There are two major categories of ammunition that one can buy. Brass and steel cased ammo. What are some of the significant differences between these two ammo types other than the obvious cost savings of steel cased ammo? Let’s have a closer look.
On the side of brass, most shooters agree that the softer brass case is going to provide a better chamber seal than its steel counterpart, meaning less blowback and carbon is coming rearward into the chamber and receiver. This is important for keeping the gun clean and operational during long periods without maintenance or cleaning.
Favoring steel, its a significantly cheaper option, although it burns much dirtier and filthies the action of the weapon, potentially inducing malfunctions.
Some other considerations are the fact that many of the weapons we like to shoot today have straight-walled cartridge’s, which don’t extract easily. While soft brass rims will often tear upon the violent extraction of eastern built guns such as AK’s, steel cased rims will be able to handle the additional stress that extraction places on the material.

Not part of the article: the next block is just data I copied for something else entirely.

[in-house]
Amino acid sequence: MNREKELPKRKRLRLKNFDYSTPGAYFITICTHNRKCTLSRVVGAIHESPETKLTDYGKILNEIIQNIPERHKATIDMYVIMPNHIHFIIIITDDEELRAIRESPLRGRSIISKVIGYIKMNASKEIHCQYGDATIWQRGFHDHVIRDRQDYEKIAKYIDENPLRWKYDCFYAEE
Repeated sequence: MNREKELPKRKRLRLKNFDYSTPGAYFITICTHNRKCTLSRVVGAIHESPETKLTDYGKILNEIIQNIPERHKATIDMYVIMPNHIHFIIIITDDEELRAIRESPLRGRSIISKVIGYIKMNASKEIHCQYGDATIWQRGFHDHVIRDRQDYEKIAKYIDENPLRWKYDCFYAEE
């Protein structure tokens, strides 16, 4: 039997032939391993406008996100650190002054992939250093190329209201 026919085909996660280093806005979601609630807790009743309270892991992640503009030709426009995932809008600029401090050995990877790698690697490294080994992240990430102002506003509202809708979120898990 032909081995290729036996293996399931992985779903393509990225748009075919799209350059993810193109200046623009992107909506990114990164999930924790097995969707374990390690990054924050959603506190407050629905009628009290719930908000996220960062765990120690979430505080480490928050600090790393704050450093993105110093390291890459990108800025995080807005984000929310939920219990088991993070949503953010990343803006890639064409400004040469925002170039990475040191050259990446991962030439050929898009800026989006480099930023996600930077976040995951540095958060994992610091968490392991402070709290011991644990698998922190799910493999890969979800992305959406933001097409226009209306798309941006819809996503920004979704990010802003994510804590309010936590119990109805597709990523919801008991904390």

For most delayed actions however, there is sufficient dwell time that this is not a major consideration between the two.
The most common complaint about steel ammo is it’s poor quality. Remember the cost savings, you get what you pay for. Steel ammo is built to looser standards, meaning that it’s less consistent (i.e. accurate), has tougher primers which can sometimes fail with weapons that have weak hammers or strikers, and steel ammo uses bi-metal jacketing to coat the bullet, increasing barrel wear compared to solid copper jackets.
Another consideration for many preppers is reloading. Brass ammo uses boxer priming, which can be reloaded, whereas steel ammunition is primed with berdan style primers, and consequently cannot be reloaded. Even if a steel case had a boxer primer, the steel would be too difficult to resize in a reloading die and become brittle far more quickly than brass casings.
So how is one to decide between the two? The higher quality brass ammo is probably your best bet for 100% reliability, and would be the best choice for actual self defense. But steel ammo’s cost savings make it a great option for range time and training. Both are great for stockpiling for different reasons.
Author: Jim Meyer